In India, the profession of architecture is regulated by the Architects Act, 1972. This Act vests the power on the Council of Architecture to regulate the architectural profession and register eligible persons as architects. Under the Architects Act, foreign architects are allowed to practice in India if they are registered with the Council of Architecture. At present, there is no similar Act regulating the profession of engineers.
Indian construction and engineering companies specialize in specific industries and none of the companies are currently in a position to undertake all types of engineering and related work. For example, Gammon, Ansals, AFCONS, HCC specializes in civil engineering work, RITES in rail transport, EPI and MECON in material handling and metallurgy and TCE and WAPCOS in water, power and irrigation projects. Globally, there is an increasing trend towards turnkey projects whereby a single company or a consortium provides a range of services including design engineering, construction, maintenance, management, and financing. Only a few large Indian firms can provide such a broad range of technical, management and financial services.
A majority of Indian construction and engineering companies cater primarily to the domestic market (more than 60 percent of the companies earn more than 90 percent of their income from the domestic business) and there are no specialized export companies as in the case of merchandised trade.
With the liberalization of the economy in the 1990s, various steps have been undertaken by the government to make construction, architectural and engineering services globally competitive. Some of the reforms which have a direct impact on these services include simplified procedures for foreign investments, automatic approval of foreign equity participation up to 74 per cent in key infrastructure industries, such as construction of roads, bridges, rail beds, ports and harbours; duty concessions on imports of raw materials and equipment and availability of ECB (External Commercial Borrowing) for the infrastructure projects. Other developments that have helped the growth of these services are the development of insurance products to mitigate construction risks, grading of construction agencies, the establishment of Construction Equipment Banks, etc.
With liberalization, there has been an increase in privatization and foreign direct investments in infrastructure construction projects. Most of these foreign investments and joint ventures are in the form of BOO (build-operate-own) and BOT (build-operate-transfer) projects.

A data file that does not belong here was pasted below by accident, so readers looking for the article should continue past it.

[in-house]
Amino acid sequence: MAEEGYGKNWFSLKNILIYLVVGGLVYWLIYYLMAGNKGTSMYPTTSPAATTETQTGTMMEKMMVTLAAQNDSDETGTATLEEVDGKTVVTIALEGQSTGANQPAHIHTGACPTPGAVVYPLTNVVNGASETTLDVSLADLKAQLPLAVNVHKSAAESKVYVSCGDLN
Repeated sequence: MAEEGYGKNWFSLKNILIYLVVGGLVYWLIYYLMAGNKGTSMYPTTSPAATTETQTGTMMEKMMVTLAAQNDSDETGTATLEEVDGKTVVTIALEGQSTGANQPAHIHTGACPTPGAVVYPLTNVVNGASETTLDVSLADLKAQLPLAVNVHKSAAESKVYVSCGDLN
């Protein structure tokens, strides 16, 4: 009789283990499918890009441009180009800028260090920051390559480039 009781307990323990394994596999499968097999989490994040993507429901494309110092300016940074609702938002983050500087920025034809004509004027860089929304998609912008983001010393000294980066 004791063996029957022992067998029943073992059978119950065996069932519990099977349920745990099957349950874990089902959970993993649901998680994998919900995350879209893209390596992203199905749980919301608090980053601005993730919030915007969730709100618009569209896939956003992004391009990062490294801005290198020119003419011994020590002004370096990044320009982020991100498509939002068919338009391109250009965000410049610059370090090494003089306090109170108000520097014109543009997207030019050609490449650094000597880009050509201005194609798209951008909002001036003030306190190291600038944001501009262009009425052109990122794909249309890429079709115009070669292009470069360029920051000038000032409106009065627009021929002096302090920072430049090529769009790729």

The Indian economy is expected to grow at a rate of about 7 percent in the next 10-15 years. It has been estimated that an investment of around US$429 billion ( 15,000 billion) is required in infrastructural projects to support this growth rate. Development of infrastructure would, in turn, require significant investments in construction and related activities. The amount of actual investment in these areas would depend on the willingness of private and foreign investors to invest in these services. The government, on its part, needs to support the infrastructural development program by providing appropriate help and guidelines, by making the procedures fully transparent and by encouraging competition.
India’s Trade in Construction and Consultancy Services: India is a marginal player in the global trade of construction, architectural and engineering services and currently its share in the total world trade (of US$120 billion) is less than one percent.
India’s export of construction and related services include export of skilled services for project management, consultancy, design, engineering, and maintenance services as well as unskilled ana semi-skilled labour services for construction and repair activities. In the 1970s and 1980s civi work-oriented projects, such as road construction, building etc. dominated India s exports. Since late 1980s the trend has shifted away from construction towards consultancy and turnkey projects The rising importance of consultancy contracts has, in turn, created opportunities for ancillary construction services including supply of equipment, maintenance, and other engineering services Since construction primarily involves the supply of unskilled and semi-skilled labour while turnkevi consultancy exports entail the supply of skilled labour, professionals, equipment and design etc: there has been an upward movement on the technology ladder of Indian construction, architectural and engineering services exports.
The majority of Indian export in construction and related services is through commercial presence and movement of natural persons. India’s imports in this sector is also through these two modes whereby foreign companies and consortia are granted construction and consultancy contracts and this is associated with some inflow of skilled persons who supervise and manage the projects.